This is for all the people out there who don't think you're going to turn into a walking zombie after taking the COVID-19 shot. If you are part of the 28 percent of the United States population who has at least gotten their first dose of the vaccine, this article is for you. I'm sure you have a lot of questions about this vaccine like, how long does it last? What are the side effects? Can I still possibly get Covid? Well the Centers for Disease Control and Prevention has been doing their best to spew out information for us to put our minds at ease.

According to Huff Post, there are numerous things the CDC recommends not doing after you have received your shots. One of the main things that stood out to me on this list, is the recommendation to not get a tattoo or piercing. The crazy things is, I was planning on getting a tattoo recently for my 27th birthday. I received the Johnson and Johnson vaccine earlier this month and it was a one and done shot. Way before I got the vaccine I had planned on getting a tattoo of my late grandmother's birthday tatted on my leg. It was just by chance that things didn't work out and I pushed my appointment to April.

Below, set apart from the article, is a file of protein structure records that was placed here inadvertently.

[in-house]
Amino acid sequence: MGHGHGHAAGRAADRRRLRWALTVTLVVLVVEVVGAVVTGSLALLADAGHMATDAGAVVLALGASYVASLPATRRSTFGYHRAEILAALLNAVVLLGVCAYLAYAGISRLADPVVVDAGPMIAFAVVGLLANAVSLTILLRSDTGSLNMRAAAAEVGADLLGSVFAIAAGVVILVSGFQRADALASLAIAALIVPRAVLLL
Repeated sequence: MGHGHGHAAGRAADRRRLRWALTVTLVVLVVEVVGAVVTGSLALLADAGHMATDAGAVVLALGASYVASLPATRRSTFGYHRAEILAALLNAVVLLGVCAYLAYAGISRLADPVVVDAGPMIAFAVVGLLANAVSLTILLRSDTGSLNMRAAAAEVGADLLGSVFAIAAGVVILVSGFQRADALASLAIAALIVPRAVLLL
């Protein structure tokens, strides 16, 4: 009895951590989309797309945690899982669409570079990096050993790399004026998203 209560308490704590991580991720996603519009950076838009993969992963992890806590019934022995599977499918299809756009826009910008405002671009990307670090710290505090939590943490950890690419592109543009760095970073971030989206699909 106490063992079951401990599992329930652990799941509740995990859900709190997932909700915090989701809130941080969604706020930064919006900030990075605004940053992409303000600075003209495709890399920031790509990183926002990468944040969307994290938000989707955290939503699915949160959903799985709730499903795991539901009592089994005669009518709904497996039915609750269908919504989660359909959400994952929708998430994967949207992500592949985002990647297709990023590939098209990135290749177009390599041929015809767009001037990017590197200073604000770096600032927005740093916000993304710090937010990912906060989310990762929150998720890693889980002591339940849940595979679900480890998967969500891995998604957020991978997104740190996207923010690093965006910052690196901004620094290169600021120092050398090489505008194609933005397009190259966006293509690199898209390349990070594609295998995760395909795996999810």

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The CDC just came out with these recommendations, so who know what would have happened to me had I gone through with my tattoo. According to Huff Post, Deborah Fuller, a microbiologist at the University of Washington School of Medicine who is working on coronavirus vaccines, says that getting a tattoo around the same time you get vaccinated could trigger an adverse immune response.

"The skin is your first barrier against pathogens, and it’s designed to trigger immune responses. Body modification like tattooing or piercing can stimulate an immune response that you might not want to experience in combination with an immune response from the vaccine," Fuller said.

So if you plan on getting any of the COVID vaccines, just as a precaution, save the tattoos for another month.

 

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